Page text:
Inlands Wetlands denies Pepper Street Business Park proposal

This is how the massive hole on Cambridge and Independence drives appeared in September of 2020.

MONROE, CT — Inland Wetlands Commission members unanimously voted to deny a proposal to restore wetlands, fill in a massive hole left from an illegal quarrying operation and construct a small office building in the Pepper Street Business Park.

Commissioners finalized and voted on a resolution to deny the application without prejudice, meaning the developer can come back with a new proposal, during a special meeting held virtually on Tuesday.

With the wetlands denial imminent, the applicants, Astro Land Holdings LLC and Spacely Land Holdings LLC, withdrew another application for the same site that was before the Planning and Zoning Commission on Jan. 21.

The proposals were for a 72-plus acre industrial property, which includes two adjacent parcels at 64 Cambridge and 4 Independence drives.

Solli Engineering, a Monroe firm, and a team of experts presented the application to the Inland Wetlands Commission. It was submitted on May 27, 2020, starting a hearing that was continued over several nights with hours of testimony and numerous reports.

A review of the application was performed by the Southwest Conservation District and the commission hired its own consultant, Russell Dirienzo, a licensed environmental professional, who is the principal geologist and associate vice president of Arcadis, a Sandy Hook firm.

Testimony and reports were also provided by experts hired by Peter Metropoulos, who owns over 100 acres on Timothy Hill Road next door to the site. He filed for intervenor status allowing him to be a participant in the proceedings.

While the commission found insufficient evidence that past and proposed activities on the site would unreasonably pollute and impair air and water quality, other findings expressed doubts over the wetlands remediation plan.

Among its findings, the commission found reports and testimony from Dirienzo and George T. Logan, a soil scientist for the intervenor, to be credible in their professional opinions that there is a low probability of the applicants’ wetlands remediation plan being successful.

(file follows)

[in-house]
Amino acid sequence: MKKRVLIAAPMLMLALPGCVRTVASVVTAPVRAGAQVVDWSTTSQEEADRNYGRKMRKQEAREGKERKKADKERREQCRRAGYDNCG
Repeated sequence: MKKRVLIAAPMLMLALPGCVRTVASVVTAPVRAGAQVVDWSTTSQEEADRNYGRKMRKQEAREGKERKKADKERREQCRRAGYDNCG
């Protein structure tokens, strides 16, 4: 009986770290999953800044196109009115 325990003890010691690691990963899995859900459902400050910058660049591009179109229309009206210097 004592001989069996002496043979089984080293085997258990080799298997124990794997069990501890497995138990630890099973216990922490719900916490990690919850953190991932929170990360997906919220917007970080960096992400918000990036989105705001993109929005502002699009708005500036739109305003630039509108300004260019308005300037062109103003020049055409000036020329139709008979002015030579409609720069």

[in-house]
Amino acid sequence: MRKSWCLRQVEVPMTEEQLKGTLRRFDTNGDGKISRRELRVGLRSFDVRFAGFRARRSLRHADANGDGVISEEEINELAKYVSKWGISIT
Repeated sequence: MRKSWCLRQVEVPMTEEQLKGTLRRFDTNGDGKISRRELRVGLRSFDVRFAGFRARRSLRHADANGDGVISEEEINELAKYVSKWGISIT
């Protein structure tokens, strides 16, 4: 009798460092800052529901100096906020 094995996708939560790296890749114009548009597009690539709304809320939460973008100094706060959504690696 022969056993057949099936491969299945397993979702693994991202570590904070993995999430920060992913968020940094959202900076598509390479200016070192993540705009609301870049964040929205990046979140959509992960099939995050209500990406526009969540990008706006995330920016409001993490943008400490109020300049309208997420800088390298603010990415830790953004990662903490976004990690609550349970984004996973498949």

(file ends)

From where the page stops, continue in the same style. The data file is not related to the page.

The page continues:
Commissioners also expressed a belief that the application should have been divided into two separate submissions, one for remediation and one to construct the 2,260-square-foot office building on Cambridge Drive due to different timelines and requirements.

After noting the remediation plan was in response to a violation, the commission found, “remediation work should be the applicants’ focus prior to site development.”

Commissioners found the application was not complete, lacking details and leaving too many unanswered questions, especially on the piping and pumping of water from the well to hydrate wetland and vernal pool number two.

The pipe would meander through the property, above ground in some places and buried in others. In a discussion before the vote, commissioners expressed concern over the pipe being compromised during construction on the site.

In their decision, commissioners found the location of the pipe on the site was not clearly shown. The commission said the pipe was not shown in any site plan until Dec. 4 and not presented in a meeting until Dec. 9.

Several times reports were not submitted five days before a hearing as regulations call for, commissioners said in the resolution, adding sometimes it was a day before a hearing, not leaving sufficient time for review.

At times during the hearing, experts for the applicant complained that they were constantly asked for new information with little turnover time.

The resolution went on to note two experts’ opinions that the plan to restore wetlands and hydrology for vernal two only has a 30-50 percent chance of succeeding. And that there was insufficient detail on the pipe installation and on how long it would be in use.

Commissioners expressed concern over a liner, which they found could be compromised with future development, resulting in a loss of the positive benefit to the wetlands.

The commission was also uncomfortable with the rehydration plan and the abundant amount of fill required. Commissioners also expressed a belief that it would take too long before positive results were evident.

The applicants estimated that 980,000 cubic yards of material would be needed to fill the massive hole left by the quarrying operation, brought in by an estimated 75,575 truck trips over a 10 year period.

“The commission believes prudent and feasible alternatives may exist for the remediation plan,” the resolution says.

Among the alternatives cited was the intervenor’s conceptual plan showing remediation could be completed in three years, with less fill required.

Other alternatives in the commission’s decision were:

  • Filling the hole to the elevation previously approved in the original application for Pepper Street Business Park
  • A plan requiring less fill that does not completely restore wetlands two;
  • The creation of other onsite wetlands to counteract the loss of wetlands number 2;
  • hydrate the wetlands by pumping of a bedrock well as opposed to filling a quarry;
  • A mitigation plan for 64 Cambridge Drive that takes far less time to complete with a significant chance of success;
  • For the developer to provide funding to a conservation group to perform mitigation in another area.

The commission found the use of clean process fill and rock cutting on the site should fill the quarry within five years and there should be an alternative mitigation alternative if it is not successful.

The developer had offered a conservation easement to the town as part of the application, but the commission found details were insufficient — and that was something that should have been finalized before a decision was made on the application.

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